This work was designed to study the role of surfactant protein D in the regulation of NO synthesis by "non-alveolar" microphages. We evaluated whether the effects of surfactant protein D depend on the phenotype of macrophages. In the absence of surfactant protein D, the LPS-induced iNOS response was shown to decrease in macrophages of native and proinflammatory phenotypes by 30%, and in macrophages of the antiinflammatory phenotype (by 63%). Under the influence of lipopolysaccharide in high doses (500 ng/ml), NO2 -̇ production by mouse macrophages without surfactant protein D was reduced in native cells (by 25%), but increased in proinflammatory (by 40%) and antiinflammatory phenotypes (by 12% compared to mouse macrophages with surfactant protein D). Our results suggest that surfactant protein D is involved in the immune response in the whole organism, but not only in the lungs. The effect of surfactant protein D depends on the phenotype of macrophages.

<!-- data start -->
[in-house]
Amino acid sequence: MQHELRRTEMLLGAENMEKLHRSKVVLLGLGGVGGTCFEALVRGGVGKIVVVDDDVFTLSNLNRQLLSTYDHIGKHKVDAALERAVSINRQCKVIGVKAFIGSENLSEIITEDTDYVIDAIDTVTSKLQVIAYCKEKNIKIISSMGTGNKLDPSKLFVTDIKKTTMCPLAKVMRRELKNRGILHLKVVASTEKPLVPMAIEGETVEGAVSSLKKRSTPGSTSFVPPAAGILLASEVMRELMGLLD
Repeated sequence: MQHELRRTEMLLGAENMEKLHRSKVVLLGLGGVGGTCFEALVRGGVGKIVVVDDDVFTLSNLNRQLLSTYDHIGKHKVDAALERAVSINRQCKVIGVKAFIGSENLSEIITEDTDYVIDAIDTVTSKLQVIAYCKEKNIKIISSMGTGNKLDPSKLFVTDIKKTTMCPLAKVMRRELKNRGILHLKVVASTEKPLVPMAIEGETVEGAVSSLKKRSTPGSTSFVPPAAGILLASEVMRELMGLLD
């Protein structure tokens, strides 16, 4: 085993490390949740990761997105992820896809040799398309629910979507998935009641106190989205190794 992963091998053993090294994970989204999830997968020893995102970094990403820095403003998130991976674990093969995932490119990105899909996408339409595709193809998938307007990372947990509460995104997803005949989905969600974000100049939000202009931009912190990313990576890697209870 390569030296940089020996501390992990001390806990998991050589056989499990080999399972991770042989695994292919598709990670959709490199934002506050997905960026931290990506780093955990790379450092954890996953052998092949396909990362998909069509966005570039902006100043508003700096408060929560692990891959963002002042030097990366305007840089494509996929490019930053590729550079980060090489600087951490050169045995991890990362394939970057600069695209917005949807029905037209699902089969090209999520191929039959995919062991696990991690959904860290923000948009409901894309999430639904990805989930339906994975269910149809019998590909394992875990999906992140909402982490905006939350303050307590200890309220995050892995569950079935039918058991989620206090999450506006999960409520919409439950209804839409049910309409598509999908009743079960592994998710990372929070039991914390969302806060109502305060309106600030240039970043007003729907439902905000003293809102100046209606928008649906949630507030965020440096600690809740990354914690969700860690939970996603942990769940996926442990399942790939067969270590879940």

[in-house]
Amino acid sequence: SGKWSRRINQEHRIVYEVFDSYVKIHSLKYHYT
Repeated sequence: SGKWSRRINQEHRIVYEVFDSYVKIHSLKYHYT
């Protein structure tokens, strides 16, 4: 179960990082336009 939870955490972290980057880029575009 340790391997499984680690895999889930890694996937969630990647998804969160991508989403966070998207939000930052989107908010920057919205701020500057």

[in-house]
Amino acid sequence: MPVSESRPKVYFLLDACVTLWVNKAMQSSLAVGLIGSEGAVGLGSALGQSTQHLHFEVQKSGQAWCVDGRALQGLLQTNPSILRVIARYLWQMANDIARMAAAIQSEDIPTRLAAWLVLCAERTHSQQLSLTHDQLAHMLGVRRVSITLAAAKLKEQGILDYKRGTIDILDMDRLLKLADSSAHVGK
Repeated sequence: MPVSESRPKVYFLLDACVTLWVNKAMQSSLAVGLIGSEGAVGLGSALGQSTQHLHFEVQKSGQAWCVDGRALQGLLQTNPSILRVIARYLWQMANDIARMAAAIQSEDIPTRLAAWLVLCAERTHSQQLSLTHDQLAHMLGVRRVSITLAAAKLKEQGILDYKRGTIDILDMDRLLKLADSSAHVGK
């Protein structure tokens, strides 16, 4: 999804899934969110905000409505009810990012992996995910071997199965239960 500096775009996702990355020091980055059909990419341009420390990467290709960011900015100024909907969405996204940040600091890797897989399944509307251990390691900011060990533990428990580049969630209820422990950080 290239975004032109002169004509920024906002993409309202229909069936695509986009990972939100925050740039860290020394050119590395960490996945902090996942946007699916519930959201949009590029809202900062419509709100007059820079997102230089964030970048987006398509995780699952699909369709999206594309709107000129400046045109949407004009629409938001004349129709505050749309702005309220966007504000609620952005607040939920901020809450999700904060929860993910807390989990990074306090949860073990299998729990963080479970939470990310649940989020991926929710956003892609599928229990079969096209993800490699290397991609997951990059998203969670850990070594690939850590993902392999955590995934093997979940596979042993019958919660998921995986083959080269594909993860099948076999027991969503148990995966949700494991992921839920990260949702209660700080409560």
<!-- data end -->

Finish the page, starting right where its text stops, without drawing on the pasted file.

ASJC Scopus subject areas
- Biochemistry, Genetics and Molecular Biology(all)